I have to admit that I’m a bit of a curmudgeon in that I get rather annoyed with all the technology today. Yes, I have a cell phone, but only to make calls and occasionally text—not split the atom and then post pictures of it on my Facebook page from the bathroom of a restaurant I read good things about while browsing the Internet on my phone as I was forced to wait a whole two minutes in the check-out line of a grocery store.
And yes, of course I love the Internet and being able to find anything at any time (for better or for worse.) But it seems people today need either batteries of some sort or a charger to keep occupied (no, not in that way.) And when I read that most teens send and receive around 2,200 texts a month, I almost shit a brick.
Call me old fashioned, but that sounds a bit excessive even to me—the queen of OCD. What happened to genuine creativity and creating fun things to do with our time? Way back when I was little, we didn’t have “apps” for everything. We trudged uphill to school every day with wild mountain lions and rabid pigeons chasing us. But when we came home, we didn’t park it in front of a screen.
We went outside, played some demented form of “school” in which everyone got yelled at or tortured our Barbie’s and G.I. Joe’s with seemingly innocent household appliances and supplies.
And when all else failed, we played board games. I was an only child, so any time I could rope someone with my into playing a game with me—this might or might not have involved seemingly innocent household appliances and supplies—I did.
Now that the holidays are upon us—fa la la—all the toys and games are plastering the shelves once again. While electronic stuff is big, I was delighted to see that many of the classic games I grew up with are still prominent on the shelves.
This list is far from all-inclusive, but here were a few of my favorites in no particular order.
The point was not just to get all four pieces to your “Home;” the point was to obliterate your competitor’s game piece with each “Sorry” dealt. You didn’t gently nudge their game piece off their spot and take their place, but rather launch their game piece across the room.
Side note: This created a separate game of “where the hell did my piece go?”
And as anyone who has played this game can attest, the best thing in the world was drawing a “2” followed by the backwards “4.”
“This game has paydays, marriages, babies, revenge and chance. Spin the wheel to decide where you go next.” Well, anyone who has ever played this game more than once knows that the biggest challenge wasn’t getting a good job and retiring a millionaire, but rather not losing all the little peg people and cars.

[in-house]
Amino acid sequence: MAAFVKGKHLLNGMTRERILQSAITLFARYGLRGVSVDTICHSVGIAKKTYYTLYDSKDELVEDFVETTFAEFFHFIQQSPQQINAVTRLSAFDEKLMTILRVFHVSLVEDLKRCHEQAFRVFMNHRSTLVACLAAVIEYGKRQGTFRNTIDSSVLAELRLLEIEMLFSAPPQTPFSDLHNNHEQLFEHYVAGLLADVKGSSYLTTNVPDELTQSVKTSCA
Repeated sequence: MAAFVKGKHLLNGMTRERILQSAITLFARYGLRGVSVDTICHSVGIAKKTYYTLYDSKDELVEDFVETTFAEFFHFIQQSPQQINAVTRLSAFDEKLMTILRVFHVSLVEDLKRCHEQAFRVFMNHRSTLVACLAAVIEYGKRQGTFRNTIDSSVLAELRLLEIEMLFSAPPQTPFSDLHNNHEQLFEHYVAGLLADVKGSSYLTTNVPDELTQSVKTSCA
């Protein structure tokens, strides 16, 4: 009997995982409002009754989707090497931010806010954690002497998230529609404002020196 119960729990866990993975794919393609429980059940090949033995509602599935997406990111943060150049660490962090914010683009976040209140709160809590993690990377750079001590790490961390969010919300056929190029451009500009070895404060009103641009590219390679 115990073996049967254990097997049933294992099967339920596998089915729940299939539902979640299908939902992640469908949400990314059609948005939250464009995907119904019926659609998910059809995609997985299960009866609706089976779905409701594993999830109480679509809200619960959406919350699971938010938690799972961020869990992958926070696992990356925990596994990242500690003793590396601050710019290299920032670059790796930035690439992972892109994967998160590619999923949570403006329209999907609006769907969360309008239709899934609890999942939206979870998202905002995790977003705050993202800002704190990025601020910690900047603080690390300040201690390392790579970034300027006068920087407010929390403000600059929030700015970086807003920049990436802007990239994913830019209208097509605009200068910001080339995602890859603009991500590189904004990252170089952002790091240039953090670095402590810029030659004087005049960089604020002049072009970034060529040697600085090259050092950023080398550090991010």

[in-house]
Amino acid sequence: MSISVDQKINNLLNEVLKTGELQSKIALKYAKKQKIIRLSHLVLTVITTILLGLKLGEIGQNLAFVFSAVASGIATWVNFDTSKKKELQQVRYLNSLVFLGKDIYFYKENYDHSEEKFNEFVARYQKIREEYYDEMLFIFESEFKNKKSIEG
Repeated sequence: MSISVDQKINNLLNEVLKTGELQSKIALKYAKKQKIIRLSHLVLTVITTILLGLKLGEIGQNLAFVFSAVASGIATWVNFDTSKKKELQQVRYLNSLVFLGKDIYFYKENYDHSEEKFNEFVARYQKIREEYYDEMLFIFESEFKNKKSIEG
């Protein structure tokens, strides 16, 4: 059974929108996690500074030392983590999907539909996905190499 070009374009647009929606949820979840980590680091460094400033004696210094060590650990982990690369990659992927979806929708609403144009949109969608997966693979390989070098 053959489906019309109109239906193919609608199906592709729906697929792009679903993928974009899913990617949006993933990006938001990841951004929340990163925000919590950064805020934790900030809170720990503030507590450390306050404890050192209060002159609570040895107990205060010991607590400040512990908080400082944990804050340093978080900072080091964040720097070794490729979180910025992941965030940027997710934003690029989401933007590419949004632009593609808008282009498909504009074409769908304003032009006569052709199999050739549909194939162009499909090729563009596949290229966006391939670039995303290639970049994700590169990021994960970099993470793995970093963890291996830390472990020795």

And why is there was no square for spending thousands of dollars on therapy, landing a role in a reality show (go back to “start”) or finding a rich sugar daddy with one foot in the grave and the other on a banana peel?
Perhaps they should update this “Life” thing.
Just look at the expression on that boy’s face and he realizes he has four-in-a-row with a knock-off Checkers piece! Who could not love this basic game? I’ll tell you who, anyone who had to play more than four “tie” games in a row with someone who refused to change their game plan. But all in all, good times.
The point of this game was not to only to remove various body parts and disturbing objects from this morbidly obese patient with bad hair, but also to annoy the crap out of anyone not participating in the game itself.
Each time those tweezers hit the sides of the game, lighting up that nose and launching that irritating buzzer, parents everywhere searched for dull objects of their own to poke into their eyes. Smart parents never replaced the batteries.
“Operation” was a game you could play by yourself, but “Twister” was most certainly a multi-player endeavor. We didn’t play this that often, but I found it much more fun when I got older and “left hand red” was possible only if there wasn’t a beer in it already.
Most of the appeal of this game involved the sound of the Pop-O-Matic and not really the journey around the board. Still, you could send your opponents’ pieces back to the start by landing on them and you could never lose the die.
This detective game involved a bit of thinking, except when it came to the origins of the colored piece’s names—Col. Mustard, Miss Scarlet, Prof. Plum, etc. It was just good ol’ fun involving various weapons and accusations about which of your competitor’s committed a crime, with what and where.
A great game for those who enjoy reasoning and thinking things out, which is possibly why I could never get people to play with me.
Speaking of never getting people to play a game with me…Monopoly. Longest. Game. Ever. This game could seriously take hours and hours, although I don’t really know first-hand that there is an end, as I grew impatient and usually quit before the conclusion.
All I knew was that I loved the Railroads, the banker probably cheated, picking your game piece was of the utmost importance, no one could ever agree on what “Free Parking” entailed and it was ridiculously funny when a boy drew the “You won $10 for second place in a beauty contest” card.
At any rate, my mom did give in and buy me a Game Boy for our trips up north. One of my favorite games? Monopoly, of course.
So even though I appreciate all the innovations and technologies available to me today, I’m glad I grew up when I did. A lot of creativity and fun can come out of a lack of resources when you’re forced to use your imagination and not your iPod.
In an age of constant electronic headlines, messages and updates, it’s good to see these board games are still around. After all, you need something to do when the power goes out, right?
What was your favorite board game when you were younger?
If you had to pick a board game to represent your personality or life, what would it be and why? Risk? Uno? Candy Land?